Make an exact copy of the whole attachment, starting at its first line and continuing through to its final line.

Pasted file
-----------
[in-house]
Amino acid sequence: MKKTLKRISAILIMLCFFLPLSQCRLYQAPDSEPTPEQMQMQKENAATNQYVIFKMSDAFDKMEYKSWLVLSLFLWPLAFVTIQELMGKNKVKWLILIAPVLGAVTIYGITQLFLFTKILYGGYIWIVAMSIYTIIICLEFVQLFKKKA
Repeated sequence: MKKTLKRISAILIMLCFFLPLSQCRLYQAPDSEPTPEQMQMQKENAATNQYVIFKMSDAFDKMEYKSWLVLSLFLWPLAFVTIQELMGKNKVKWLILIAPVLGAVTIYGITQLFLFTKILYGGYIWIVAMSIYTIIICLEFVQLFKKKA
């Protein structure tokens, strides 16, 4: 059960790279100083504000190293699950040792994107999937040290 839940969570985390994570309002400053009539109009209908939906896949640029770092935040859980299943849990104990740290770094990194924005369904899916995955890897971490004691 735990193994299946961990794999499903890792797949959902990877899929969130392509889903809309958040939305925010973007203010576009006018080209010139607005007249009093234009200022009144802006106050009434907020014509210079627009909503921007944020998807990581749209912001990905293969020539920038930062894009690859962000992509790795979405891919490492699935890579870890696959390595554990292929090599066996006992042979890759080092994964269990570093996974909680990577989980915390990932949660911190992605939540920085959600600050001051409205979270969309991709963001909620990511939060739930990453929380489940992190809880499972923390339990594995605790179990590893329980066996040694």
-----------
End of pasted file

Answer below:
[in-house]
Amino acid sequence: MKKTLKRISAILIMLCFFLPLSQCRLYQAPDSEPTPEQMQMQKENAATNQYVIFKMSDAFDKMEYKSWLVLSLFLWPLAFVTIQELMGKNKVKWLILIAPVLGAVTIYGITQLFLFTKILYGGYIWIVAMSIYTIIICLEFVQLFKKKA
Repeated sequence: MKKTLKRISAILIMLCFFLPLSQCRLYQAPDSEPTPEQMQMQKENAATNQYVIFKMSDAFDKMEYKSWLVLSLFLWPLAFVTIQELMGKNKVKWLILIAPVLGAVTIYGITQLFLFTKILYGGYIWIVAMSIYTIIICLEFVQLFKKKA
């Protein structure tokens, strides 16, 4: 059960790279100083504000190293699950040792994107999937040290 839940969570985390994570309002400053009539109009209908939906896949640029770092935040859980299943849990104990740290770094990194924005369904899916995955890897971490004691 735990193994299946961990794999499903890792797949959902990877899929969130392509889903809309958040939305925010973007203010576009006018080209010139607005007249009093234009200022009144802006106050009434907020014509210079627009909503921007944020998807990581749209912001990905293969020539920038930062894009690859962000992509790795979405891919490492699935890579870890696959390595554990292929090599066996006992042979890759080092994964269990570093996974909680990577989980915390990932949660911190992605939540920085959600600050001051409205979270969309991709963001909620990511939060739930990453929380489940992190809880499972923390339990594995605790179990590893329980066996040694």